Colonization of the human stomach with Helicobacter pylori is a risk factor for peptic ulceration, noncardia gastric adenocarcinoma, and gastric lymphoma. The secreted VacA toxin is an important H. pylori virulence factor that causes multiple alterations in gastric epithelial cells and T cells. Several families of vacA alleles have been described, and H. pylori strains containing certain vacA types (s1, i1, and m1) are associated with an increased risk of gastric disease, compared to strains containing other vacA types (s2, i2, and m2). Thus far, there has been relatively little study of the role of the VacA intermediate region (i-region) in toxin activity. In this study, we compared the ability of i1 and i2 forms of VacA to cause functional alterations in Jurkat cells. To do this, we manipulated the chromosomal vacA gene in two H. pylori strains to introduce alterations in the region encoding the VacA i-region. We did not detect any differences in the capacity of i1 and i2 forms of VacA to cause vacuolation of RK13 cells. In comparison to i1 forms of VacA, i2 forms of VacA had a diminished capacity to inhibit the activation of nuclear factor of activated T cells (NFAT) and suppress interleukin-2 (IL-2) production. Correspondingly, i2 forms of VacA bound to Jurkat cells less avidly than did i1 forms of VacA. These results indicate that the VacA i-region is an important determinant of VacA effects on human T cell function.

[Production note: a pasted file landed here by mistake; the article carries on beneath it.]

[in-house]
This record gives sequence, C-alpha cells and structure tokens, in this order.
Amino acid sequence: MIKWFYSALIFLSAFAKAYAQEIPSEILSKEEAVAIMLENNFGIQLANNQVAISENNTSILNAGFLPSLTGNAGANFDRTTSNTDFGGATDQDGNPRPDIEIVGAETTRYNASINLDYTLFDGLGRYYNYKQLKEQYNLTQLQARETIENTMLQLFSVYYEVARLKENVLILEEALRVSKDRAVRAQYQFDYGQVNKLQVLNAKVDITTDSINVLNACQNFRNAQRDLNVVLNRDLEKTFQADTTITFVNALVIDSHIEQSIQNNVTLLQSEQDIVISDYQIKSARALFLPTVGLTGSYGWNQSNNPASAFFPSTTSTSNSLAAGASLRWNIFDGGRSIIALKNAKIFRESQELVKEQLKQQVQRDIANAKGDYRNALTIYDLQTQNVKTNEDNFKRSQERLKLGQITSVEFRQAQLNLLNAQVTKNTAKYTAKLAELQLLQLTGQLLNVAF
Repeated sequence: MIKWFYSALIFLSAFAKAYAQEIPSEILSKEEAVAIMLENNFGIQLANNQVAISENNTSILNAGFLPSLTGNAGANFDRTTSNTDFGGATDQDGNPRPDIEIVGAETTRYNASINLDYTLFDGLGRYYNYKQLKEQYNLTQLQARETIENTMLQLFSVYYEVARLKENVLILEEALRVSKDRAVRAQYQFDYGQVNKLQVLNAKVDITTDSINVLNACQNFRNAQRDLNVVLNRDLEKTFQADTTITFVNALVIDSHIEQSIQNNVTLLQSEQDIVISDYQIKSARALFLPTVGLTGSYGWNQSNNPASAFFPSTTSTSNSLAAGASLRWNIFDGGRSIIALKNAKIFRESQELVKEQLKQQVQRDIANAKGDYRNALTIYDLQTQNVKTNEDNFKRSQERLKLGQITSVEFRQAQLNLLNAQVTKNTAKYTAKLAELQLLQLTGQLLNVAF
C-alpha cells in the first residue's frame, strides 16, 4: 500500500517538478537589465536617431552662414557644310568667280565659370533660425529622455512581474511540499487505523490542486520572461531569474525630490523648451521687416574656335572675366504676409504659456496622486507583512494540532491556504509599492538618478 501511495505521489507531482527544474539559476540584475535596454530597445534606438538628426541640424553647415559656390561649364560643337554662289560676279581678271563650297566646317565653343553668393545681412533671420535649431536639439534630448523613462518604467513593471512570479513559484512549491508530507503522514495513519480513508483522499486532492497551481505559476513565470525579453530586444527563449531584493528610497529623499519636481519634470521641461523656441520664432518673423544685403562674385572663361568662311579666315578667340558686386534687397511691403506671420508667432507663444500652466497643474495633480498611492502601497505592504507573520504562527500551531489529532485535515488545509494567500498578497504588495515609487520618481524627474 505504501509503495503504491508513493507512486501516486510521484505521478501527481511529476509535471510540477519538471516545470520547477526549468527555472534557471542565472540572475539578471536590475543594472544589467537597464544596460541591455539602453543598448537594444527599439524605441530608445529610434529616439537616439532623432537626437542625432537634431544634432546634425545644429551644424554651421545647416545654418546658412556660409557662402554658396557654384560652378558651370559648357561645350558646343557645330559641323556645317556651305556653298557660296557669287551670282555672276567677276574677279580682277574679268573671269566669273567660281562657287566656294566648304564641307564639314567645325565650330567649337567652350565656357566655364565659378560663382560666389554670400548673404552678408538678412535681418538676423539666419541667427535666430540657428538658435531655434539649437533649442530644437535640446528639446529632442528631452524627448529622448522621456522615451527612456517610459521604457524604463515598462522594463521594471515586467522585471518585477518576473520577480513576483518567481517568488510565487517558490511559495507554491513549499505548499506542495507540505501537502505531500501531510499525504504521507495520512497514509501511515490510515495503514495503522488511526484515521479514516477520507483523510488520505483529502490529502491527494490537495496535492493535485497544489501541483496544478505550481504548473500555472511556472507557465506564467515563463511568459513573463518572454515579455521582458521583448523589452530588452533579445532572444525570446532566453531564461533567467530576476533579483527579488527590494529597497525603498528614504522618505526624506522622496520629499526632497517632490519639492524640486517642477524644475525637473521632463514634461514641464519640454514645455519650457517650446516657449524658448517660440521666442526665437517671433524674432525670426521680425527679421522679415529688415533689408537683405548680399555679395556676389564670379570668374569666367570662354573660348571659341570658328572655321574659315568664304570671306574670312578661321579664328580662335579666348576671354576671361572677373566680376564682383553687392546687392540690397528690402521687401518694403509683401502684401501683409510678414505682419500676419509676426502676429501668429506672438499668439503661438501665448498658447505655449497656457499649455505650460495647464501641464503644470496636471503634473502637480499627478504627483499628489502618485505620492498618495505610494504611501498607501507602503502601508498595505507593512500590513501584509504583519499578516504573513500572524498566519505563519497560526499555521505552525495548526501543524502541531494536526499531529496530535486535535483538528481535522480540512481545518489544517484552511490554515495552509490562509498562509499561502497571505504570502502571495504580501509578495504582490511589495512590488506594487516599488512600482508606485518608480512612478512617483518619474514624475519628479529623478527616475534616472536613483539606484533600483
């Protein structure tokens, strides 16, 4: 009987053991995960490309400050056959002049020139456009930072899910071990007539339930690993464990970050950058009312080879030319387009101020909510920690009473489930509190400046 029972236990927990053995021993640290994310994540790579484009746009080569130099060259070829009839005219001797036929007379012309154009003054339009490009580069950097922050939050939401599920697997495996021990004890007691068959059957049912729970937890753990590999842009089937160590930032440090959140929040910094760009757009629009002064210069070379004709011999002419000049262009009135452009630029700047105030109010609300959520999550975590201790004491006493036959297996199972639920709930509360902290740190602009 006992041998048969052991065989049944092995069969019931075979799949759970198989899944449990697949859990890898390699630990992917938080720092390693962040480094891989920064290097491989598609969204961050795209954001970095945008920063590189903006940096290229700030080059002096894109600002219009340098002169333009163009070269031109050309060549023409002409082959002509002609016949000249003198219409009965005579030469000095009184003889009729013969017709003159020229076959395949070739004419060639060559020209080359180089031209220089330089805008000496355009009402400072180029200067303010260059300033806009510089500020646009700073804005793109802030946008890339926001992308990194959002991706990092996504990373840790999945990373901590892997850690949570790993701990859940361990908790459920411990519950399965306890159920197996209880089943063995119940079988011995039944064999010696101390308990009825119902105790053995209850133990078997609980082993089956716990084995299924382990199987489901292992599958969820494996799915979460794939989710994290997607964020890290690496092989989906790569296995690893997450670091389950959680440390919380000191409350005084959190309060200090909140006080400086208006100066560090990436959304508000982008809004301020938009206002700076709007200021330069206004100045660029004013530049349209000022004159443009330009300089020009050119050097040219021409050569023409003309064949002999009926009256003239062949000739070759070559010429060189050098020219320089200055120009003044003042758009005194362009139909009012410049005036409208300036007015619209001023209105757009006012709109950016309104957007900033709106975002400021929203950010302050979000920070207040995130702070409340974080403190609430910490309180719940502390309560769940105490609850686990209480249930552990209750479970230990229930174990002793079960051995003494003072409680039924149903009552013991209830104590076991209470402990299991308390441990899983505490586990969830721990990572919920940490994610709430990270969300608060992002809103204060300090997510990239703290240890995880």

ASJC Scopus subject areas
- Infectious Diseases